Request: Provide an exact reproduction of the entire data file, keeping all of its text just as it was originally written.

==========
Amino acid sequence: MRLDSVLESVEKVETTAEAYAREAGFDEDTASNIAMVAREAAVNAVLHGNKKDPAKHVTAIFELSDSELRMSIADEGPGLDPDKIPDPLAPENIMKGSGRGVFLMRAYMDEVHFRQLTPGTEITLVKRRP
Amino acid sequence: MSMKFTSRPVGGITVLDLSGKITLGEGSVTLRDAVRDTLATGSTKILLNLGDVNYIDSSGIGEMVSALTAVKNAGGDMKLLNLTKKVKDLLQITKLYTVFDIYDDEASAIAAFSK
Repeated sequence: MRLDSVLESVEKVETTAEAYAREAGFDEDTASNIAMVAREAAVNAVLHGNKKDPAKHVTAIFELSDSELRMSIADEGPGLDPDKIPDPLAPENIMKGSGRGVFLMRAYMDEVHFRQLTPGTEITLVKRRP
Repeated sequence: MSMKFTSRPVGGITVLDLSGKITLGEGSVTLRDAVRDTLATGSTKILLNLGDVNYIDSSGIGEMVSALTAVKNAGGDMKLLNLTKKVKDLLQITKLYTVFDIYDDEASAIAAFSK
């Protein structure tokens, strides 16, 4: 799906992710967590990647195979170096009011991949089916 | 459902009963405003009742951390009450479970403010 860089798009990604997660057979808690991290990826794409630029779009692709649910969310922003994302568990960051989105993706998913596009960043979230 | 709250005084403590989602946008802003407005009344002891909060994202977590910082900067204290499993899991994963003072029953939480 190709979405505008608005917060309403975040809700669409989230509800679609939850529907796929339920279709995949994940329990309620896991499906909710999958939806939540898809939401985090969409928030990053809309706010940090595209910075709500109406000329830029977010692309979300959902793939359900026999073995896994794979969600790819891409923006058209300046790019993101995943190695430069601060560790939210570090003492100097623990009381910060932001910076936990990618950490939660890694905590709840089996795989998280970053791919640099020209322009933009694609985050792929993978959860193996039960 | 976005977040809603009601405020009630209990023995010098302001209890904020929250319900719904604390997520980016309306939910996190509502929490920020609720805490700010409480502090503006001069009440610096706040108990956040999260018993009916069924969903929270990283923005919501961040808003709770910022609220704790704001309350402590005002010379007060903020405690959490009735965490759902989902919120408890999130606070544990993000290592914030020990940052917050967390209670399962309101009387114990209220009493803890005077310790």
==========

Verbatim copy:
Amino acid sequence: MRLDSVLESVEKVETTAEAYAREAGFDEDTASNIAMVAREAAVNAVLHGNKKDPAKHVTAIFELSDSELRMSIADEGPGLDPDKIPDPLAPENIMKGSGRGVFLMRAYMDEVHFRQLTPGTEITLVKRRP
Amino acid sequence: MSMKFTSRPVGGITVLDLSGKITLGEGSVTLRDAVRDTLATGSTKILLNLGDVNYIDSSGIGEMVSALTAVKNAGGDMKLLNLTKKVKDLLQITKLYTVFDIYDDEASAIAAFSK
Repeated sequence: MRLDSVLESVEKVETTAEAYAREAGFDEDTASNIAMVAREAAVNAVLHGNKKDPAKHVTAIFELSDSELRMSIADEGPGLDPDKIPDPLAPENIMKGSGRGVFLMRAYMDEVHFRQLTPGTEITLVKRRP
Repeated sequence: MSMKFTSRPVGGITVLDLSGKITLGEGSVTLRDAVRDTLATGSTKILLNLGDVNYIDSSGIGEMVSALTAVKNAGGDMKLLNLTKKVKDLLQITKLYTVFDIYDDEASAIAAFSK
């Protein structure tokens, strides 16, 4: 799906992710967590990647195979170096009011991949089916 | 459902009963405003009742951390009450479970403010 860089798009990604997660057979808690991290990826794409630029779009692709649910969310922003994302568990960051989105993706998913596009960043979230 | 709250005084403590989602946008802003407005009344002891909060994202977590910082900067204290499993899991994963003072029953939480 190709979405505008608005917060309403975040809700669409989230509800679609939850529907796929339920279709995949994940329990309620896991499906909710999958939806939540898809939401985090969409928030990053809309706010940090595209910075709500109406000329830029977010692309979300959902793939359900026999073995896994794979969600790819891409923006058209300046790019993101995943190695430069601060560790939210570090003492100097623990009381910060932001910076936990990618950490939660890694905590709840089996795989998280970053791919640099020209322009933009694609985050792929993978959860193996039960 | 976005977040809603009601405020009630209990023995010098302001209890904020929250319900719904604390997520980016309306939910996190509502929490920020609720805490700010409480502090503006001069009440610096706040108990956040999260018993009916069924969903929270990283923005919501961040808003709770910022609220704790704001309350402590005002010379007060903020405690959490009735965490759902989902919120408890999130606070544990993000290592914030020990940052917050967390209670399962309101009387114990209220009493803890005077310790």